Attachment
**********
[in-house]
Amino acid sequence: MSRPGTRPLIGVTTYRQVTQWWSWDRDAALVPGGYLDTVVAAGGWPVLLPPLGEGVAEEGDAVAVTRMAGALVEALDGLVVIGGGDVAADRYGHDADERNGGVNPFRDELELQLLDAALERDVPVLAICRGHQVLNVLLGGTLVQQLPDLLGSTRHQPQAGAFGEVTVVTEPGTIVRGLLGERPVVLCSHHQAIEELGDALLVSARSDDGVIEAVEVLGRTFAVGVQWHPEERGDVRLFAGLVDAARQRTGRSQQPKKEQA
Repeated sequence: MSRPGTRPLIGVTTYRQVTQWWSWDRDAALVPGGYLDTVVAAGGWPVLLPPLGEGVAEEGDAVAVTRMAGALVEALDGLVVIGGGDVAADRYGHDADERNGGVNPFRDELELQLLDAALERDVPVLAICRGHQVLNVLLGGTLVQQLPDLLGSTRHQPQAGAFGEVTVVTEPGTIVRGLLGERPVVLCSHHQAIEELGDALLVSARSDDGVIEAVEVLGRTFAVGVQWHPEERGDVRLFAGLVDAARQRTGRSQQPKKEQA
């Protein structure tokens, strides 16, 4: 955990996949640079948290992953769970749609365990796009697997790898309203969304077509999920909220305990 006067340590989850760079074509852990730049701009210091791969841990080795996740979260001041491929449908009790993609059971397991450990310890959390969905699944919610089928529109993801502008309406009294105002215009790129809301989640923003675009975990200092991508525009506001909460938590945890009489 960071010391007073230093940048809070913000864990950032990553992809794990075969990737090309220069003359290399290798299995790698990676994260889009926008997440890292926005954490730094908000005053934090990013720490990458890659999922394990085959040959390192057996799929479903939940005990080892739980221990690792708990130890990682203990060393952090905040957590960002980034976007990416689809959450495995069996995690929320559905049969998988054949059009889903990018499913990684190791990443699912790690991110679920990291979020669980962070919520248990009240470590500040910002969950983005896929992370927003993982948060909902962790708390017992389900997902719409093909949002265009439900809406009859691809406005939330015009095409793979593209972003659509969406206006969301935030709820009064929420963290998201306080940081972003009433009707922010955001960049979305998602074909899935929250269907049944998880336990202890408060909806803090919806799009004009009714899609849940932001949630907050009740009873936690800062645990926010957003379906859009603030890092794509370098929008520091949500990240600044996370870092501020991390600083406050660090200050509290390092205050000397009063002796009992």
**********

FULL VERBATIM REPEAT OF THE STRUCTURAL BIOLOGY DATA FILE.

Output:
[in-house]
Amino acid sequence: MSRPGTRPLIGVTTYRQVTQWWSWDRDAALVPGGYLDTVVAAGGWPVLLPPLGEGVAEEGDAVAVTRMAGALVEALDGLVVIGGGDVAADRYGHDADERNGGVNPFRDELELQLLDAALERDVPVLAICRGHQVLNVLLGGTLVQQLPDLLGSTRHQPQAGAFGEVTVVTEPGTIVRGLLGERPVVLCSHHQAIEELGDALLVSARSDDGVIEAVEVLGRTFAVGVQWHPEERGDVRLFAGLVDAARQRTGRSQQPKKEQA
Repeated sequence: MSRPGTRPLIGVTTYRQVTQWWSWDRDAALVPGGYLDTVVAAGGWPVLLPPLGEGVAEEGDAVAVTRMAGALVEALDGLVVIGGGDVAADRYGHDADERNGGVNPFRDELELQLLDAALERDVPVLAICRGHQVLNVLLGGTLVQQLPDLLGSTRHQPQAGAFGEVTVVTEPGTIVRGLLGERPVVLCSHHQAIEELGDALLVSARSDDGVIEAVEVLGRTFAVGVQWHPEERGDVRLFAGLVDAARQRTGRSQQPKKEQA
């Protein structure tokens, strides 16, 4: 955990996949640079948290992953769970749609365990796009697997790898309203969304077509999920909220305990 006067340590989850760079074509852990730049701009210091791969841990080795996740979260001041491929449908009790993609059971397991450990310890959390969905699944919610089928529109993801502008309406009294105002215009790129809301989640923003675009975990200092991508525009506001909460938590945890009489 960071010391007073230093940048809070913000864990950032990553992809794990075969990737090309220069003359290399290798299995790698990676994260889009926008997440890292926005954490730094908000005053934090990013720490990458890659999922394990085959040959390192057996799929479903939940005990080892739980221990690792708990130890990682203990060393952090905040957590960002980034976007990416689809959450495995069996995690929320559905049969998988054949059009889903990018499913990684190791990443699912790690991110679920990291979020669980962070919520248990009240470590500040910002969950983005896929992370927003993982948060909902962790708390017992389900997902719409093909949002265009439900809406009859691809406005939330015009095409793979593209972003659509969406206006969301935030709820009064929420963290998201306080940081972003009433009707922010955001960049979305998602074909899935929250269907049944998880336990202890408060909806803090919806799009004009009714899609849940932001949630907050009740009873936690800062645990926010957003379906859009603030890092794509370098929008520091949500990240600044996370870092501020991390600083406050660090200050509290390092205050000397009063002796009992």